Are Protists Unicellular or Multicellular?

Reviewed by: BD Editors

Protists are usually microscopic and unicellular, though some types of protists are multicellular.

Are protists unicellular or multicellular?
Most protists are unicellular organisms

Which Types of Protists Are Unicellular?

All animal-like protists (protozoa) are unicellular. This includes the Rhizopoda, the ciliates, the flagellates, and the Sporozoa). Many plant-like protists (algae) and fungi-like protists (molds) are also unicellular organisms.

Which Types of Protists Are Multicellular?

Although the majority of protists are unicellular, some are multicellular organisms. One notable example is the giant kelp, which is a type of brown algae and can reach lengths of up to 65m (215 feet). Other examples of multicellular protists include seaweeds, such as red algae and green algae. Slime mold cells may also clump together to form multicellular structures.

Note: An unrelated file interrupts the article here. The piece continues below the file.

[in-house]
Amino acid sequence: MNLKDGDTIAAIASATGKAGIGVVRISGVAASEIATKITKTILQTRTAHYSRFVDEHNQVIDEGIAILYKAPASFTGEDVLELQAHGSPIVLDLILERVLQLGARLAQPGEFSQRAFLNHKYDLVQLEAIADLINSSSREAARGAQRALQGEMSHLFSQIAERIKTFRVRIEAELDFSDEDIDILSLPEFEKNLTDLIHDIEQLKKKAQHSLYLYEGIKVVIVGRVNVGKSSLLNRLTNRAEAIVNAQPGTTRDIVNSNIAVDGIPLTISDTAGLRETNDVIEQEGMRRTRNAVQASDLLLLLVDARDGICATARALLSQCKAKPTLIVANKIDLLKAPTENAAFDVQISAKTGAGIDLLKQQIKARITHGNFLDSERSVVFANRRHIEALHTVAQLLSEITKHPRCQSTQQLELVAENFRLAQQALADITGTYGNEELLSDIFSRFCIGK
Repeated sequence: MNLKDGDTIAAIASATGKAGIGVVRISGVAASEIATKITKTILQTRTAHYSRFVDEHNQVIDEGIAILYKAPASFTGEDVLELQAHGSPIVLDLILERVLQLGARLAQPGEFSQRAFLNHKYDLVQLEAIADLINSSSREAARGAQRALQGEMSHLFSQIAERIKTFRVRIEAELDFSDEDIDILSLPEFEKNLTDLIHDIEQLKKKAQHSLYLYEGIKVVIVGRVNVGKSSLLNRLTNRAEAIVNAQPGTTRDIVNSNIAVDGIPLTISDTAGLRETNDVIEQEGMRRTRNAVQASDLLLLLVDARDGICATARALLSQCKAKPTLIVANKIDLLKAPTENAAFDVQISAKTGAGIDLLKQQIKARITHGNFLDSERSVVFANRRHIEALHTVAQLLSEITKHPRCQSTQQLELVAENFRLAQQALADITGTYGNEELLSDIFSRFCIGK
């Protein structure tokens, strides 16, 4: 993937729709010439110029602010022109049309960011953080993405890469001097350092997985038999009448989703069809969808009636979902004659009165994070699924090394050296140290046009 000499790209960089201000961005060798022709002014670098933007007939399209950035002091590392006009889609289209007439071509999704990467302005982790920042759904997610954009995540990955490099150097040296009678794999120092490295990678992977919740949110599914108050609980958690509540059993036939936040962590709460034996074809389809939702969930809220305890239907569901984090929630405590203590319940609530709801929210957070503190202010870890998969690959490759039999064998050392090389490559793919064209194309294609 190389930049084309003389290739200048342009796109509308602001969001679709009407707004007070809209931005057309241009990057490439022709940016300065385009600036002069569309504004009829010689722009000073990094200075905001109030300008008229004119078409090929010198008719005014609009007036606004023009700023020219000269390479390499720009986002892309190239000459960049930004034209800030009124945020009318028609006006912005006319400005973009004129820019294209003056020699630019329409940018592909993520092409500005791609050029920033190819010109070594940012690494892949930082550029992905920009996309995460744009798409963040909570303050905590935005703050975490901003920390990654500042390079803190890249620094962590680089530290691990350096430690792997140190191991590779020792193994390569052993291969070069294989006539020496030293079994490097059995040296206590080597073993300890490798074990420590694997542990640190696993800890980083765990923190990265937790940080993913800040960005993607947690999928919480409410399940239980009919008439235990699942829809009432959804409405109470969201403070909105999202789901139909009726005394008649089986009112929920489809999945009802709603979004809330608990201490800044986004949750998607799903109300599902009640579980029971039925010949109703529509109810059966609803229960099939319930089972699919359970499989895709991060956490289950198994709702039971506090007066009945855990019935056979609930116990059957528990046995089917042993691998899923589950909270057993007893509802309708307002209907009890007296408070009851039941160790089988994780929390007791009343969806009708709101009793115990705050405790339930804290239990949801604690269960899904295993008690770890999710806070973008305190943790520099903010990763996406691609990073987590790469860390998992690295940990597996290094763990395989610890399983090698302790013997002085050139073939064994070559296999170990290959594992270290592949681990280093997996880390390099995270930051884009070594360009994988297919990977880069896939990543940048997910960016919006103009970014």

Which protists are multicellular?
Slime molds may form multicellular structures

To learn more about different types of protists, click here.


Cite This Article

MLAAPAChicago Editors. "Are Protists Unicellular or Multicellular?." Biology Dictionary,, 26 Feb. 2021, Editors. (2021, February 26). Are Protists Unicellular or Multicellular?. Retrieved from Editors. "Are Protists Unicellular or Multicellular?." Biology Dictionary., February 26, 2021.

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